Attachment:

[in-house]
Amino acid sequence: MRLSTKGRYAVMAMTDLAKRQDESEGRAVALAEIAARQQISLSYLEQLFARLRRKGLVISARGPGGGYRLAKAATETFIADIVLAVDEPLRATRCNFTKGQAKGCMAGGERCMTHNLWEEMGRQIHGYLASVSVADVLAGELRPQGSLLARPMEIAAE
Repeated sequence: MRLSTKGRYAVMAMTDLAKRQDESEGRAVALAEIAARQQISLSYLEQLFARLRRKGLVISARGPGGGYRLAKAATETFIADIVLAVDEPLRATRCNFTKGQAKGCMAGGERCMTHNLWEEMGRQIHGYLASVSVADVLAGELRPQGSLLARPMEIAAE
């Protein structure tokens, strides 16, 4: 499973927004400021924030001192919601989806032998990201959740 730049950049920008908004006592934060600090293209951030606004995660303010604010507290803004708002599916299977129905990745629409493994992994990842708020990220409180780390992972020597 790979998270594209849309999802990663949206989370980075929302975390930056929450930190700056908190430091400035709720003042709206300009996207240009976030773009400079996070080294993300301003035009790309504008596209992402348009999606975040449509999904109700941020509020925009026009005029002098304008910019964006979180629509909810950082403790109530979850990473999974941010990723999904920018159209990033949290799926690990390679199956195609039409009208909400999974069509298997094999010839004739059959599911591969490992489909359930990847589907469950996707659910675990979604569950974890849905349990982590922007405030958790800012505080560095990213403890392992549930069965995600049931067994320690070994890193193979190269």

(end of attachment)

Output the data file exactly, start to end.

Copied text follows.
[in-house]
Amino acid sequence: MRLSTKGRYAVMAMTDLAKRQDESEGRAVALAEIAARQQISLSYLEQLFARLRRKGLVISARGPGGGYRLAKAATETFIADIVLAVDEPLRATRCNFTKGQAKGCMAGGERCMTHNLWEEMGRQIHGYLASVSVADVLAGELRPQGSLLARPMEIAAE
Repeated sequence: MRLSTKGRYAVMAMTDLAKRQDESEGRAVALAEIAARQQISLSYLEQLFARLRRKGLVISARGPGGGYRLAKAATETFIADIVLAVDEPLRATRCNFTKGQAKGCMAGGERCMTHNLWEEMGRQIHGYLASVSVADVLAGELRPQGSLLARPMEIAAE
């Protein structure tokens, strides 16, 4: 499973927004400021924030001192919601989806032998990201959740 730049950049920008908004006592934060600090293209951030606004995660303010604010507290803004708002599916299977129905990745629409493994992994990842708020990220409180780390992972020597 790979998270594209849309999802990663949206989370980075929302975390930056929450930190700056908190430091400035709720003042709206300009996207240009976030773009400079996070080294993300301003035009790309504008596209992402348009999606975040449509999904109700941020509020925009026009005029002098304008910019964006979180629509909810950082403790109530979850990473999974941010990723999904920018159209990033949290799926690990390679199956195609039409009208909400999974069509298997094999010839004739059959599911591969490992489909359930990847589907469950996707659910675990979604569950974890849905349990982590922007405030958790800012505080560095990213403890392992549930069965995600049931067994320690070994890193193979190269």